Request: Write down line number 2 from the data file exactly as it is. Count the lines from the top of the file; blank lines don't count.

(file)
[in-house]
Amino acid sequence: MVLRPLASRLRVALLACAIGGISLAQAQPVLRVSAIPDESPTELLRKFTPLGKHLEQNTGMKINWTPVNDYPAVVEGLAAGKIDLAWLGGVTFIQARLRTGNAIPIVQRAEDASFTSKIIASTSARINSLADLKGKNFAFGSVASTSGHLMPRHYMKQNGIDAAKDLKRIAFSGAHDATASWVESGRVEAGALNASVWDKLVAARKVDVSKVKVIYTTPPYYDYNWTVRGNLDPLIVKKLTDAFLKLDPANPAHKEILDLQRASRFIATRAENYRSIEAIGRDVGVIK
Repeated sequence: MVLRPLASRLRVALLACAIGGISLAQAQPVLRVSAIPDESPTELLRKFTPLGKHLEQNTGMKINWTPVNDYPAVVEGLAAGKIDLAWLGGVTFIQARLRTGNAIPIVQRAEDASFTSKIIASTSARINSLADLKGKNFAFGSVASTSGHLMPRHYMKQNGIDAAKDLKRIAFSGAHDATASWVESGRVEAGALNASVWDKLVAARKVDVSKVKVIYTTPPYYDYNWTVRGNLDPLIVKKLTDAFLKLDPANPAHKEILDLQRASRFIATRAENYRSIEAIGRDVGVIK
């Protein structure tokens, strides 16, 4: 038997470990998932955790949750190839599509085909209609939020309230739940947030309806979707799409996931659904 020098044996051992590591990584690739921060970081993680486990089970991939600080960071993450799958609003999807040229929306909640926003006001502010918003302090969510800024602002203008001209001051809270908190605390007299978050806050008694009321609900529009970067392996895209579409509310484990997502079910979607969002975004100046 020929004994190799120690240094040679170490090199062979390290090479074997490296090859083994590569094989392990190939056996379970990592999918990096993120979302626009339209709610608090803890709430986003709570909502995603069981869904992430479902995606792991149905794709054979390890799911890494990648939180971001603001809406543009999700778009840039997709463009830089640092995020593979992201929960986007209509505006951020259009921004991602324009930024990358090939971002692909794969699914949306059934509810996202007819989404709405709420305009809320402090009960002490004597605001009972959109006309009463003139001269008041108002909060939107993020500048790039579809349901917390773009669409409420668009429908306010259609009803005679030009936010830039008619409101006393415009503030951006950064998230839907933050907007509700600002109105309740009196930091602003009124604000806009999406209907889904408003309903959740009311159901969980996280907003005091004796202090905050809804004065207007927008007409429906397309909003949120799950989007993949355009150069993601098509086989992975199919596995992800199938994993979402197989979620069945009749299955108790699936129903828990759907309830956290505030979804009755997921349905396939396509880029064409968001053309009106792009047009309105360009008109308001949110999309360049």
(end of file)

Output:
Amino acid sequence: MVLRPLASRLRVALLACAIGGISLAQAQPVLRVSAIPDESPTELLRKFTPLGKHLEQNTGMKINWTPVNDYPAVVEGLAAGKIDLAWLGGVTFIQARLRTGNAIPIVQRAEDASFTSKIIASTSARINSLADLKGKNFAFGSVASTSGHLMPRHYMKQNGIDAAKDLKRIAFSGAHDATASWVESGRVEAGALNASVWDKLVAARKVDVSKVKVIYTTPPYYDYNWTVRGNLDPLIVKKLTDAFLKLDPANPAHKEILDLQRASRFIATRAENYRSIEAIGRDVGVIK